A search for luxury condos in Clinton Hill might bring you to 320 Washington Avenue, a lovely co-op surrounded by trees and situated on a comfortable street. And, if that weren't enough, it is an historic building, which seems to be a favorite factoid for realtors.
While doing some research into the building's history, it came to my attention that our colleagues over at the Brooklyn Historical Society had just blogged about this very building. It was particularly helpful because I never think to use annual reports as they did. I love a good story, so I decided to see what additional information I could find using our own materials. After all, I was still wondering, "Who were these old ladies and what happened to them?"
The building was constructed in 1851 by the Brooklyn Society for Relief of Respectable Aged and Indigent Females, established through a cohort of churches led by the charitible John Bell Graham. Graham believed "there was no provision for elderly women, accustomed through life to comforts and refinement." In 1899, the name was officially shortened to The Graham Home for Old Ladies. The original structure included rooms for 90 women, plus a chapel, hospital and meeting areas. Over time, more bedrooms, an elevator, library, reading room, and outdoor porch were added. So as to serve the local community, the Home had a residency requirement. In 1852 applicants had to have lived in the cities of Brooklyn or Williamsburg for at least 7 years. By 1951 residents of all New York City were considered.
The Graham Home quickly became a centerpiece of the neighborhood, offering comfortable living for older women. It relied heavily on small contributions, and Brooklynites seemed happy to attend benefit concerts or provide donations of cash or goods. But not everything was perfect. In 1887, a nurse resigned after accusing the matron and hospital nurse of mistreating the ladies. Over the course of several weeks, doctors, pastors and inmates and their family members wrote to the Eagle with their own perspectives. Even the Home's doctor admitted that a stern demeanor was needed because "old people are worse than children." But no evidence was found, and the Home's board dismissed the accusations -- allowing the incident to fade away.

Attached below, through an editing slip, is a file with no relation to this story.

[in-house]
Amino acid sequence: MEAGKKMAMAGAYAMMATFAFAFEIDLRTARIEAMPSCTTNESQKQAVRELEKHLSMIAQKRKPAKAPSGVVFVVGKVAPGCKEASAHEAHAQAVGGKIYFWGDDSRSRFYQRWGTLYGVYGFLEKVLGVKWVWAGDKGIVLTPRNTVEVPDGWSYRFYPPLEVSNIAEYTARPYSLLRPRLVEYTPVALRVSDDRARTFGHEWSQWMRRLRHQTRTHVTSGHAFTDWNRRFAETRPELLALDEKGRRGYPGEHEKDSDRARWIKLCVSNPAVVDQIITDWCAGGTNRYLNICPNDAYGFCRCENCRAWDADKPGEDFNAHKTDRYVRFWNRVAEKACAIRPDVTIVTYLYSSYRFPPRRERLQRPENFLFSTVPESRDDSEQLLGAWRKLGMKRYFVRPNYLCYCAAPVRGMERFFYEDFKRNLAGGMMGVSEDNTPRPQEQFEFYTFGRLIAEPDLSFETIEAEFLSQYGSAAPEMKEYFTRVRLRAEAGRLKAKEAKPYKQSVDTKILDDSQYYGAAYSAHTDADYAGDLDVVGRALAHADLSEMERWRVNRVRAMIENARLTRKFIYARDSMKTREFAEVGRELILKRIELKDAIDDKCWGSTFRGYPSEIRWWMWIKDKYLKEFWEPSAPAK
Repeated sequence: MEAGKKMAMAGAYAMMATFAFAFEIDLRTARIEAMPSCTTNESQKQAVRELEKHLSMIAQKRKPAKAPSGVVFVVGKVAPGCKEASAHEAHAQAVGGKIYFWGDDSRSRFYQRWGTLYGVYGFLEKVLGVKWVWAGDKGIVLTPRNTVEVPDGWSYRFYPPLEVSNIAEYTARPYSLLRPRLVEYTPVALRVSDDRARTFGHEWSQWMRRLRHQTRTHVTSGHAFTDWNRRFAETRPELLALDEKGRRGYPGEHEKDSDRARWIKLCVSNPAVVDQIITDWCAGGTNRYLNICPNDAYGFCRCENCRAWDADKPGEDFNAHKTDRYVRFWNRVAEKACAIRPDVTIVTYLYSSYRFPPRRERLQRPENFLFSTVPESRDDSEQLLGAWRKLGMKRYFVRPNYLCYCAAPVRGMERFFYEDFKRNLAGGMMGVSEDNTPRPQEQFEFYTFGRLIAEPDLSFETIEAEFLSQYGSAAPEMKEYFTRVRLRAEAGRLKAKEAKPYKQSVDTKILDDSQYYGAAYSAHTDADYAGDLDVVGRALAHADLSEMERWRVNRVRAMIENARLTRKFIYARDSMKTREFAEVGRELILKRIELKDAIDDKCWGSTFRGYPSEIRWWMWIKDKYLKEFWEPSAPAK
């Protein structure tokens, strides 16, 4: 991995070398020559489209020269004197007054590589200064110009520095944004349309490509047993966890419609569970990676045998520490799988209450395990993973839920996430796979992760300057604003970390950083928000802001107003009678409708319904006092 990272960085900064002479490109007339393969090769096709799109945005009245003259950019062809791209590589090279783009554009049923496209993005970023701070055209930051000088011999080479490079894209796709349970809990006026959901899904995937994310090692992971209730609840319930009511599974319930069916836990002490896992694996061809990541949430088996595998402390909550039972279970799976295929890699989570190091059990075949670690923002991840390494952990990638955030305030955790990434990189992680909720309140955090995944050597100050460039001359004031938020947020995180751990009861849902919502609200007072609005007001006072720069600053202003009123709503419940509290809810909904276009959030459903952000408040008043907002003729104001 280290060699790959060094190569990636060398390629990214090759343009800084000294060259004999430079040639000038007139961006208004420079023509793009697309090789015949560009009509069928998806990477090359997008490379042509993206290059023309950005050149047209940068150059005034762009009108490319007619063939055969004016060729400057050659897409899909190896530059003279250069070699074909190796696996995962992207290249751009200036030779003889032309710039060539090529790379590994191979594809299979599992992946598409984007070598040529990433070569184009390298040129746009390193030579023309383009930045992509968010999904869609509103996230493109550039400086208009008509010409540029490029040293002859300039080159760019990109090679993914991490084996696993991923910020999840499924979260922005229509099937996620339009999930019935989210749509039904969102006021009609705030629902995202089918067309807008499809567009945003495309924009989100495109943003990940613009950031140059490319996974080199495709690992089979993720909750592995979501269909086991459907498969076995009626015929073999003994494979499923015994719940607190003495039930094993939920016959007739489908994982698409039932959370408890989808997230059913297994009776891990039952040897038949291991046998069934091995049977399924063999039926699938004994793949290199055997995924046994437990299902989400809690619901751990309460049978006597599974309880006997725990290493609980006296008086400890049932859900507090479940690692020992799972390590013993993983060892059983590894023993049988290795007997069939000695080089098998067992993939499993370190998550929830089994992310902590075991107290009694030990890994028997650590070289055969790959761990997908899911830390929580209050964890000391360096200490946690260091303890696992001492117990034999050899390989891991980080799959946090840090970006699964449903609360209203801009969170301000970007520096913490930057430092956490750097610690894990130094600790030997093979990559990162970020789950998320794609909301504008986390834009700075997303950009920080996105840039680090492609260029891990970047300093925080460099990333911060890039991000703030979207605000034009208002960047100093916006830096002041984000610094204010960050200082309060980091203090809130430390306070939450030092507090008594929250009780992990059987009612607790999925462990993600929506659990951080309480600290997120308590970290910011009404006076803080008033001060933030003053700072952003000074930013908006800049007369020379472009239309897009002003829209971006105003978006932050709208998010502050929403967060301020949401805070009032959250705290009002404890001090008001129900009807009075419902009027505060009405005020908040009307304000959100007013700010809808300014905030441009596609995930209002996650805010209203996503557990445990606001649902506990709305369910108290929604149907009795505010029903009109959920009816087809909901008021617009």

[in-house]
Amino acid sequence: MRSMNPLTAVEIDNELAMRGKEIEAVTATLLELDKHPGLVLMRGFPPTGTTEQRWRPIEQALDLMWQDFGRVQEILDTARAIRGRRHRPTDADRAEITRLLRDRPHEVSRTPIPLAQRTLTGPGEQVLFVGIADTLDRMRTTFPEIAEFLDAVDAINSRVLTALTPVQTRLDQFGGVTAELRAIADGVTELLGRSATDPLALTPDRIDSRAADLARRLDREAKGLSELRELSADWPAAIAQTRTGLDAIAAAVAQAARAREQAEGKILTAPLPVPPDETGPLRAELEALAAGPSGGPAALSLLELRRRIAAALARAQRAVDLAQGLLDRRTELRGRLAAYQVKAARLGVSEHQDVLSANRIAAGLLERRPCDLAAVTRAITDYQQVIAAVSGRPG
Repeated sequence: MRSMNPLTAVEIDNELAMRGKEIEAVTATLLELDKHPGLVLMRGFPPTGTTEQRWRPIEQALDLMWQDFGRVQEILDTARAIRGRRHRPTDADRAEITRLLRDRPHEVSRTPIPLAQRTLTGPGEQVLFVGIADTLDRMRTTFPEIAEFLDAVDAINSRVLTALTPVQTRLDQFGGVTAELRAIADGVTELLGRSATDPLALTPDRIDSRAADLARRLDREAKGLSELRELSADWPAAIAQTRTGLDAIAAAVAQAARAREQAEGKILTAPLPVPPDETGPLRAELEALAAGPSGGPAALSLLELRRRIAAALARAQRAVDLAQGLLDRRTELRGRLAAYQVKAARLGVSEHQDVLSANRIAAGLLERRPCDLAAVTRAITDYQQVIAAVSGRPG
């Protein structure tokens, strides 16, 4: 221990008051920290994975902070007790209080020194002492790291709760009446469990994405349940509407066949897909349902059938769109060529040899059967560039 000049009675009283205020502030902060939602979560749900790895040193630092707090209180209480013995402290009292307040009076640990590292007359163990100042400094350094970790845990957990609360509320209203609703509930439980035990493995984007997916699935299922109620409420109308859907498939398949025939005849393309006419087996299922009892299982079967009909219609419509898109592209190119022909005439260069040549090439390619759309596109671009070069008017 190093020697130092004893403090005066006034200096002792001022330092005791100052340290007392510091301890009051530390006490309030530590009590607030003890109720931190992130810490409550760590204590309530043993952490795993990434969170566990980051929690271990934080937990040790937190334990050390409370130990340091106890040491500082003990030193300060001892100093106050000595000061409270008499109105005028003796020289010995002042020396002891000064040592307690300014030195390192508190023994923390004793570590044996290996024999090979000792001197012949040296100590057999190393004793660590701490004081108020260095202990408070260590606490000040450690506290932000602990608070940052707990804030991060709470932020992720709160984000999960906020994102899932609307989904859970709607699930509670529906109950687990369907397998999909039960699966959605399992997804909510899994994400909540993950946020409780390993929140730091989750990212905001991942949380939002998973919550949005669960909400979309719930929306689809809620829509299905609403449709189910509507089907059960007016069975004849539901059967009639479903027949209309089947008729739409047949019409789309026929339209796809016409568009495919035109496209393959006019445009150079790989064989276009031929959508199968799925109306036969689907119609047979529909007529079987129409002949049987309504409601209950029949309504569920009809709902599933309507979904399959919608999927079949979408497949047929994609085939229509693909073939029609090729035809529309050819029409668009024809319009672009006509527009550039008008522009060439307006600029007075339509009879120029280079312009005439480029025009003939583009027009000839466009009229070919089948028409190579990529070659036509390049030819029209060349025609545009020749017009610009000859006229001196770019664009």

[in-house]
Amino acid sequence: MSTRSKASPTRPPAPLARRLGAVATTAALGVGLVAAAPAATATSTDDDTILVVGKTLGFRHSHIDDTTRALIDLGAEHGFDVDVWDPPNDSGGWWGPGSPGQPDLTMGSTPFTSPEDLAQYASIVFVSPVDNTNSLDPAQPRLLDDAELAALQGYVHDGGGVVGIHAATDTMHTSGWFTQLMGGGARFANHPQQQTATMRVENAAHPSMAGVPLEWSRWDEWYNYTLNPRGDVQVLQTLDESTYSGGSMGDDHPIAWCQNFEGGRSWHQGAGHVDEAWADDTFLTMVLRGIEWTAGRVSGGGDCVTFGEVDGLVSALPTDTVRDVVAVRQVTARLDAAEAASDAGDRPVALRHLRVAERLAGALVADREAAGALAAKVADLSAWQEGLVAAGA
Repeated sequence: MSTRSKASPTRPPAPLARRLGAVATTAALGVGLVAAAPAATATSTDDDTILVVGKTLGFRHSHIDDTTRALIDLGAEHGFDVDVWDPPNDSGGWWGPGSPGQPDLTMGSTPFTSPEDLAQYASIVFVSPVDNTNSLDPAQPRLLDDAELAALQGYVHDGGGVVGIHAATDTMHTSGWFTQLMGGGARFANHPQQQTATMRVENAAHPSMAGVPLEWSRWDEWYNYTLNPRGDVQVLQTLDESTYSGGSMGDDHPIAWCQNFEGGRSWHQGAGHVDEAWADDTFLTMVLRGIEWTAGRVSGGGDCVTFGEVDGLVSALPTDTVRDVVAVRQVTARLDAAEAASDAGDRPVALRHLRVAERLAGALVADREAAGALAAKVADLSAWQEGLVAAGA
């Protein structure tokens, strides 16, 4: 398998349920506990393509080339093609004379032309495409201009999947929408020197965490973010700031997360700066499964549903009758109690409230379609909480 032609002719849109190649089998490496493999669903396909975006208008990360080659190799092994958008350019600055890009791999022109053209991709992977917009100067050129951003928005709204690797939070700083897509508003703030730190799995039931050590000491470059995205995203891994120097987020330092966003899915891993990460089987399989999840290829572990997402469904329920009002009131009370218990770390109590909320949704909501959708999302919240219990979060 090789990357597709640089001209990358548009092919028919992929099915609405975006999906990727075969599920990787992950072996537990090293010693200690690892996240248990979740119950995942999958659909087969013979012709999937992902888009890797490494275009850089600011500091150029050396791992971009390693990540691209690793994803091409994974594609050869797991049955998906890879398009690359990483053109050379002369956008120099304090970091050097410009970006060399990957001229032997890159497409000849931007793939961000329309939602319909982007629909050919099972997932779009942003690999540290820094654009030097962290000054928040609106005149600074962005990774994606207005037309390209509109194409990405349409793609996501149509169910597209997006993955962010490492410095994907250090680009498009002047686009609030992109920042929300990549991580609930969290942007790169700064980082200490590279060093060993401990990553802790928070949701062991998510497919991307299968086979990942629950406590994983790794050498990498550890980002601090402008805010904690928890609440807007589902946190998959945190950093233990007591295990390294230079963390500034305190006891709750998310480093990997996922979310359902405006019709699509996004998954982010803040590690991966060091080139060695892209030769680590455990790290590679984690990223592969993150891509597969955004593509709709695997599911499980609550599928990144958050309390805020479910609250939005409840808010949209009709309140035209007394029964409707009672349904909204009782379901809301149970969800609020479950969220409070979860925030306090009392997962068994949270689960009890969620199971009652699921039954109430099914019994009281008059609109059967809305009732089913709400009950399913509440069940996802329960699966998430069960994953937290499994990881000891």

Over the years, parties, thimble bees, and other activities kept the residents busy. Field trips to Coney Island, Central Park, and Long Island allowed them to escape the indoors. The Home stopped using the word "inmates" and described the women as "family members." In 1951, the Home celebrated its centennial with a party and the production of an illustrated commemorative journal that wished for another one hundred years of service. But funding was always a challenge, and the doors of the Home closed by the early 60s.
The building remained shuttered until the 1980s when the Bull Shippers Motor Lodge took over. The lodge found itself on a list of hotels that housed homeless families through the city welfare system. These "welfare hotels" were at the center of several public controversies. Many claimed that the hotels were a hazard for the tenants, while others believed that the tenants were a hazard to the community. The Bull Shippers was particularly notorious because neighbors reported an entirely new group of "ladies" had taken up residence -- and their nightly activities did not include thimble bees or card parties.
The lodge was thankfully short-lived, closing in 1986. The building remained unused, boarded up, and covered with graffiti for over 15 years. In 2001, renovations finally began, and today a lady could peacefully live out her years in this home once again -- at a price of around $800,000.